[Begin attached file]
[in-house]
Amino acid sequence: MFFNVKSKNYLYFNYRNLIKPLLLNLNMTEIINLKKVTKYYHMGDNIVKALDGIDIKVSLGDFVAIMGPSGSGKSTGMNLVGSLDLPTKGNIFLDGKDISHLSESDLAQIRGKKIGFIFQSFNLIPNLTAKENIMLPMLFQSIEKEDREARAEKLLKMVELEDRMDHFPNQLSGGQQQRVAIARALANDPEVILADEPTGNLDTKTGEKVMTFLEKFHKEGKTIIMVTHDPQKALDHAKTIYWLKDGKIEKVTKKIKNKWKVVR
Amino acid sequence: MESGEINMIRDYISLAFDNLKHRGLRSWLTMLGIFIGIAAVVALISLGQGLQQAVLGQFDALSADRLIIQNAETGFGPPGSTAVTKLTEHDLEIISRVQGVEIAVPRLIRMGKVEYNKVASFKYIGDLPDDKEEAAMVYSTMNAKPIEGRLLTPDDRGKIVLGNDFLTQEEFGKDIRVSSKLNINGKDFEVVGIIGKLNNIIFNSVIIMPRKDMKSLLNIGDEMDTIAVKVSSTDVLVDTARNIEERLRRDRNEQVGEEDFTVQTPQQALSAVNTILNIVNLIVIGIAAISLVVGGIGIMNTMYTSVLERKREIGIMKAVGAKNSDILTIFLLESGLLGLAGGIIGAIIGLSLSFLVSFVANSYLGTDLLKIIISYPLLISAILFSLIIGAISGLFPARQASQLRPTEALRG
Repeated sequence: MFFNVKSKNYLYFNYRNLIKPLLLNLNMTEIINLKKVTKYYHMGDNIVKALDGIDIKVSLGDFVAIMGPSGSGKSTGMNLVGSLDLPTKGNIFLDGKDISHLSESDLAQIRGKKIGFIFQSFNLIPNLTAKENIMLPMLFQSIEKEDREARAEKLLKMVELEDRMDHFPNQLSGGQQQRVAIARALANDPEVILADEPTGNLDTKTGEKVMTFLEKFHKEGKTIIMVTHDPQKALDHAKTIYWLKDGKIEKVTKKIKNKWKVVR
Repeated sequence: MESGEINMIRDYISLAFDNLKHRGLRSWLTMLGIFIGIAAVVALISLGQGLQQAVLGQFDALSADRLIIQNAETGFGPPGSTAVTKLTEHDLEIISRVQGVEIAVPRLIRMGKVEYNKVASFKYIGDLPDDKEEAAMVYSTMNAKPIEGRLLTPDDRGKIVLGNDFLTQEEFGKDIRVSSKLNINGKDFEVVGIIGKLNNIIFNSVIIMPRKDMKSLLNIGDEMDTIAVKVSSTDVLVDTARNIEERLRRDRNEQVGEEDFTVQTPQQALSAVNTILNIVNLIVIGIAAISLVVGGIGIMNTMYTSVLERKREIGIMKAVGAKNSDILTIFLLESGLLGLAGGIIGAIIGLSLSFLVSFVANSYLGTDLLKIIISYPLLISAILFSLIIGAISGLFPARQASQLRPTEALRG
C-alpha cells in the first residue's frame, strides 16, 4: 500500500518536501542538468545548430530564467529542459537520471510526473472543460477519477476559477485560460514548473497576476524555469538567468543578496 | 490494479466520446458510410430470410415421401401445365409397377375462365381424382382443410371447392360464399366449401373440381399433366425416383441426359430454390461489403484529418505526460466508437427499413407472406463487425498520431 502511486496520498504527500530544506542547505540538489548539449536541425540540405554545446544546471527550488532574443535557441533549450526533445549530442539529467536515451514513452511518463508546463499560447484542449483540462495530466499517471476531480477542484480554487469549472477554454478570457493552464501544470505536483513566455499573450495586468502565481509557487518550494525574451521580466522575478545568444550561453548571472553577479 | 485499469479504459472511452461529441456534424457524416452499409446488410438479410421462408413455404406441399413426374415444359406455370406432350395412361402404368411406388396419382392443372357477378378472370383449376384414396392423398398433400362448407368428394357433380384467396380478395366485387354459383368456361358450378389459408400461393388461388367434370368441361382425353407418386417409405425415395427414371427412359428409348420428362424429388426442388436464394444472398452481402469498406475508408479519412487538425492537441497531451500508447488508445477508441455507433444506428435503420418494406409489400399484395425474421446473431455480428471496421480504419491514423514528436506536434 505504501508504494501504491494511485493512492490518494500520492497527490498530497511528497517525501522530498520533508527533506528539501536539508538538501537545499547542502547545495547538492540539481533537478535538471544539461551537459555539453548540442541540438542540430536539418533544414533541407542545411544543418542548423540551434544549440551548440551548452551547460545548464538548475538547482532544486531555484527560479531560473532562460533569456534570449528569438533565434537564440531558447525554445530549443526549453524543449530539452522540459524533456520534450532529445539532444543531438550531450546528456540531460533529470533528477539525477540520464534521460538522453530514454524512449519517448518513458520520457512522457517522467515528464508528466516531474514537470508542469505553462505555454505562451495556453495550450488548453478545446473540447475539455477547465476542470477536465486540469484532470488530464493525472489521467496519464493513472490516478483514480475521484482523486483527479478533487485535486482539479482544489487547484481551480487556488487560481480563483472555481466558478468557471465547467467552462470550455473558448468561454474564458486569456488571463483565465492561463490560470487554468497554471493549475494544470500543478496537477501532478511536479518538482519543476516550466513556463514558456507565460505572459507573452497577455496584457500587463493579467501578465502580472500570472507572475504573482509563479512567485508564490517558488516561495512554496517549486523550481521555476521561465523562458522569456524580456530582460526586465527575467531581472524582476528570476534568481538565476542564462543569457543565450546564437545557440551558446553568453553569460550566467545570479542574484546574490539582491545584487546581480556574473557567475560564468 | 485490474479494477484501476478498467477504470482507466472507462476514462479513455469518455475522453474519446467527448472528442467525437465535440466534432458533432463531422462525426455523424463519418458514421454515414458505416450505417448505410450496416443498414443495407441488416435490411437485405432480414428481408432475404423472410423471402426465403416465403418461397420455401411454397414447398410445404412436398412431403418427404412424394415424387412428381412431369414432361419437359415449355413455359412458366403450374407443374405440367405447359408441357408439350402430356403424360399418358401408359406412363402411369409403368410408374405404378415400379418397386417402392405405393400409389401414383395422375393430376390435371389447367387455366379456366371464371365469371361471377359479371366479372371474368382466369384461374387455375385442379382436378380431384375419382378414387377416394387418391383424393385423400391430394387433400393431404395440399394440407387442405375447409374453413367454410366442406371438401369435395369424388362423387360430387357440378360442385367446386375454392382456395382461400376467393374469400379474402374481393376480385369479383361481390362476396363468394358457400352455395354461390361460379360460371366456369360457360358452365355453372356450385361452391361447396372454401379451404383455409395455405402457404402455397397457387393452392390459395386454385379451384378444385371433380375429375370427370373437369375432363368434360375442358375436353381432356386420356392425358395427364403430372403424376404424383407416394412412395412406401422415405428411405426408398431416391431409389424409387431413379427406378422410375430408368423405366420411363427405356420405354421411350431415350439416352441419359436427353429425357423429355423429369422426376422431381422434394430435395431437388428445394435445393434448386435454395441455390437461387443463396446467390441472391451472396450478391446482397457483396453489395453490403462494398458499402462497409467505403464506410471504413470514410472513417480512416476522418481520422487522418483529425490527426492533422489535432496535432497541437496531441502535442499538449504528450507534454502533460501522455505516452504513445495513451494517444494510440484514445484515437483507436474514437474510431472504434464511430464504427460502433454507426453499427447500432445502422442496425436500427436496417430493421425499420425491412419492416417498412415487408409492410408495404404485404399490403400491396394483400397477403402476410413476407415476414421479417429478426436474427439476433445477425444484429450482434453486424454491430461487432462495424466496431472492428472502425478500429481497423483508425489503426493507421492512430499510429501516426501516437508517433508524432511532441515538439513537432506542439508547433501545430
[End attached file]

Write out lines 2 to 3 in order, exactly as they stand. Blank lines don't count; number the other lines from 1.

Amino acid sequence: MFFNVKSKNYLYFNYRNLIKPLLLNLNMTEIINLKKVTKYYHMGDNIVKALDGIDIKVSLGDFVAIMGPSGSGKSTGMNLVGSLDLPTKGNIFLDGKDISHLSESDLAQIRGKKIGFIFQSFNLIPNLTAKENIMLPMLFQSIEKEDREARAEKLLKMVELEDRMDHFPNQLSGGQQQRVAIARALANDPEVILADEPTGNLDTKTGEKVMTFLEKFHKEGKTIIMVTHDPQKALDHAKTIYWLKDGKIEKVTKKIKNKWKVVR
Amino acid sequence: MESGEINMIRDYISLAFDNLKHRGLRSWLTMLGIFIGIAAVVALISLGQGLQQAVLGQFDALSADRLIIQNAETGFGPPGSTAVTKLTEHDLEIISRVQGVEIAVPRLIRMGKVEYNKVASFKYIGDLPDDKEEAAMVYSTMNAKPIEGRLLTPDDRGKIVLGNDFLTQEEFGKDIRVSSKLNINGKDFEVVGIIGKLNNIIFNSVIIMPRKDMKSLLNIGDEMDTIAVKVSSTDVLVDTARNIEERLRRDRNEQVGEEDFTVQTPQQALSAVNTILNIVNLIVIGIAAISLVVGGIGIMNTMYTSVLERKREIGIMKAVGAKNSDILTIFLLESGLLGLAGGIIGAIIGLSLSFLVSFVANSYLGTDLLKIIISYPLLISAILFSLIIGAISGLFPARQASQLRPTEALRG